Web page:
I have mentioned a few of the characters of the book, and the novel has plenty of others, some of who we don’t get to know that well (like Anton, the pimp, a pretty devious guy as you can imagine; Jake, Shawn’s boss, who hides depths not evident at first; and also some of Shawn and Violet’s coworkers), but those who play an important role in the story are usually given enough space to leave a mark in the reader. And the protagonists are both very memorable in their distinct ways. Not that they are perfect, by any means. As Colin reminds Shawn sometimes, he has a tendency to think about his own needs, first of all, forgetting what those around him might experience or feel. And Violet at first wants to use Shawn but soon becomes charmed by him, and her relationship with him helps her find the strength she needs to fight her low self-esteem, her trauma, and her circumstances.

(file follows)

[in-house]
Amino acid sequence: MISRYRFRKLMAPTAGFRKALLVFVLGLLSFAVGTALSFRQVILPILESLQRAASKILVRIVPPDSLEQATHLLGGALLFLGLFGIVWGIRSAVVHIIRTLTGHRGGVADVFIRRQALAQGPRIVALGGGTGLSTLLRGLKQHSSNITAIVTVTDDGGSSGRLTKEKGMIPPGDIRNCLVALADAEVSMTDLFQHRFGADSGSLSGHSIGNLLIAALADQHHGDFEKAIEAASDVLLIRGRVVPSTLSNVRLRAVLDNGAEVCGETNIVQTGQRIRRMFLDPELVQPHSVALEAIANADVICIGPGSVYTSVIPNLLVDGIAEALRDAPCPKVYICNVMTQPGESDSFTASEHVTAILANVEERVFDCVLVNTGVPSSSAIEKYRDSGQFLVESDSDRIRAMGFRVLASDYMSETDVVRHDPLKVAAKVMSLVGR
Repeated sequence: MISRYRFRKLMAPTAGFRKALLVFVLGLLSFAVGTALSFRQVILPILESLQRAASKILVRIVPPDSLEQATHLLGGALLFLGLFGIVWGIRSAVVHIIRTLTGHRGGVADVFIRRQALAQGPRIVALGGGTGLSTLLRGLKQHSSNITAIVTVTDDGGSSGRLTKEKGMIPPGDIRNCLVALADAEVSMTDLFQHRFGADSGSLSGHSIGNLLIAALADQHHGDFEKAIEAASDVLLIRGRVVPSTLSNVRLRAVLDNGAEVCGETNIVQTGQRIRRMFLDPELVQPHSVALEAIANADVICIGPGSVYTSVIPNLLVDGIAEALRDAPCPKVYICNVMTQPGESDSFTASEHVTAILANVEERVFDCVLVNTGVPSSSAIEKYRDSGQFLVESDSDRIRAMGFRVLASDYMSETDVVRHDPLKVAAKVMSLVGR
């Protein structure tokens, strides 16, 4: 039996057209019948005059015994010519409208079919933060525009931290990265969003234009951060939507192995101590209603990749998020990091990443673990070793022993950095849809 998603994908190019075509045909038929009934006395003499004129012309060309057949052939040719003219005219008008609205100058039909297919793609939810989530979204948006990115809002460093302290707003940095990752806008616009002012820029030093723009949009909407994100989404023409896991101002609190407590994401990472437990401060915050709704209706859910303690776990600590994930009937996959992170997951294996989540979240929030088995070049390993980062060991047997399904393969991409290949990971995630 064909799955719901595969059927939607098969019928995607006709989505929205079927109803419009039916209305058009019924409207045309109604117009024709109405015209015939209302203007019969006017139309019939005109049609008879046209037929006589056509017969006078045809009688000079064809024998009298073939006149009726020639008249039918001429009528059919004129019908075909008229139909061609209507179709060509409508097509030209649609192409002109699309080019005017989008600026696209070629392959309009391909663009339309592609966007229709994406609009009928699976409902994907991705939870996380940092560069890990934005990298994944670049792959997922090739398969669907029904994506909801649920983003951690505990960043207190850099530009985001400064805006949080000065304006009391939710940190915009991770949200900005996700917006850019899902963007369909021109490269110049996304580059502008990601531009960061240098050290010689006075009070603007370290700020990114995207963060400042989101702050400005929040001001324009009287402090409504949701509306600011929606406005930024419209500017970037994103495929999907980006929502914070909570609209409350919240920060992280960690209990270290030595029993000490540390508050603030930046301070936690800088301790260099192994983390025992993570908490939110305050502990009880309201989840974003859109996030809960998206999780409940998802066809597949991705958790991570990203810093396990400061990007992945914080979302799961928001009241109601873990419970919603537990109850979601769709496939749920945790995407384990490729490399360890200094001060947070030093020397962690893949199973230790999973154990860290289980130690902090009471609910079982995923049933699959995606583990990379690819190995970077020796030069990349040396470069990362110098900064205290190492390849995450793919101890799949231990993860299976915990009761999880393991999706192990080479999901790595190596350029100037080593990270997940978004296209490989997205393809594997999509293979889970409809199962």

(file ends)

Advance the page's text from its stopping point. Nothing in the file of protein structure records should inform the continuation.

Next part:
The novel’s style is easy to read, it flows well, and it does feel very similar to watching a movie (yes, there is a movie and it looks good, despite the change of setting, as the film is set in Seattle rather than New York), because it is a page-turner written in a scene or episodic format, where the action moves quickly from one situation to the next, following a chronological order. It is written in the third person, but readers have access to the thoughts and feelings of, mostly, the main protagonists, though occasionally and briefly we get to see things from one of the other character’s points of view, and that helps to offer its reader a wider and more rounded perspective.